President Barack Obama endured when he pulled out of Iraq in 2011, only to find he was opening the door to the rise of the Islamic State.

And in a significant shift, Biden’s administration is now suggesting that Afghan president Ashraf Ghani share power with the resurgent Taliban in a “new, inclusive” government.

US Secretary of State Antony Blinken said recently in a letter to Ghani that the United States was considering a full withdrawal of forces by May 1 if he didn’t comply.

The United States shared with Afghan officials, Taliban leaders and others a draft peace plan calling for replacing the Ghani government with a power-sharing interim administration pending elections under a new constitution.

The US proposal is intended, it is said, to jump-start stalled talks in Doha between the Taliban and a team that includes Afghan officials on a political settlement to decades of conflict.

Blinken wrote in the letter to Afghan President Ashraf Ghani that the United States would ask Turkey to host “a senior-level meeting of both sides in coming weeks to finalize a peace agreement.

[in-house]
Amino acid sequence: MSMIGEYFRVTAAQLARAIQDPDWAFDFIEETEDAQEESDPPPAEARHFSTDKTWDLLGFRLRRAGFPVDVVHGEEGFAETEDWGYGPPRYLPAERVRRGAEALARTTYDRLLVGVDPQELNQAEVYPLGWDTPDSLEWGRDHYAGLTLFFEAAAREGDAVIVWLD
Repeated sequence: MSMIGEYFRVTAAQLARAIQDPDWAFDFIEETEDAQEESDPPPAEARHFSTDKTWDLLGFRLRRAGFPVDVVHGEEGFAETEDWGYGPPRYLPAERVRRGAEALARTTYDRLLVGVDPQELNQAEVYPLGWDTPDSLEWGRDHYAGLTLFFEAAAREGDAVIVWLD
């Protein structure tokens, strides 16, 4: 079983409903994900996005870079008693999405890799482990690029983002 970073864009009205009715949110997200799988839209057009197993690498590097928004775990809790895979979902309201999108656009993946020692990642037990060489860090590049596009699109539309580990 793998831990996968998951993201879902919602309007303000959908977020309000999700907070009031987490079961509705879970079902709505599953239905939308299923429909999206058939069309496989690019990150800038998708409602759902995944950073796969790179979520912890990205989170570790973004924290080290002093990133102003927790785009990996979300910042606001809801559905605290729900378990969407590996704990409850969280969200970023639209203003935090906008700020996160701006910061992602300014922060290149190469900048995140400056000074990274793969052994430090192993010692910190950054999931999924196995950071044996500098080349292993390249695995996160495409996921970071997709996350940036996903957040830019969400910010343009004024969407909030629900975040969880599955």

According to the letter published by TOLO news, Blinken said the US is pursuing high-level diplomatic efforts “to move matters more fundamentally and quickly toward a settlement and a permanent and comprehensive ceasefire” and that the US military was considering exiting Afghanistan by May 1.

In the event of a US military withdrawal, Blinken said he was concerned “the security situation will worsen and that the Taliban could make rapid territorial gains,” adding he hoped Ghani would “understand the urgency of my tone”.

The letter also said the US would ask the United Nations to convene a meeting of foreign ministers and envoys from Russia, China, Pakistan, Iran, India and the US “to discuss a unified approach to supporting peace in Afghanistan” and would request that Turkey host a senior-level meeting of “both sides in the coming weeks to finalise a peace agreement”.

In order to “prevent a spring offensive by the Taliban”, the letter also proposed a 90-day reduction of violence.

Meanwhile, US drone strikes appear to be at their lowest levels since the war on terror began, a trend that started in the last year of the Trump administration.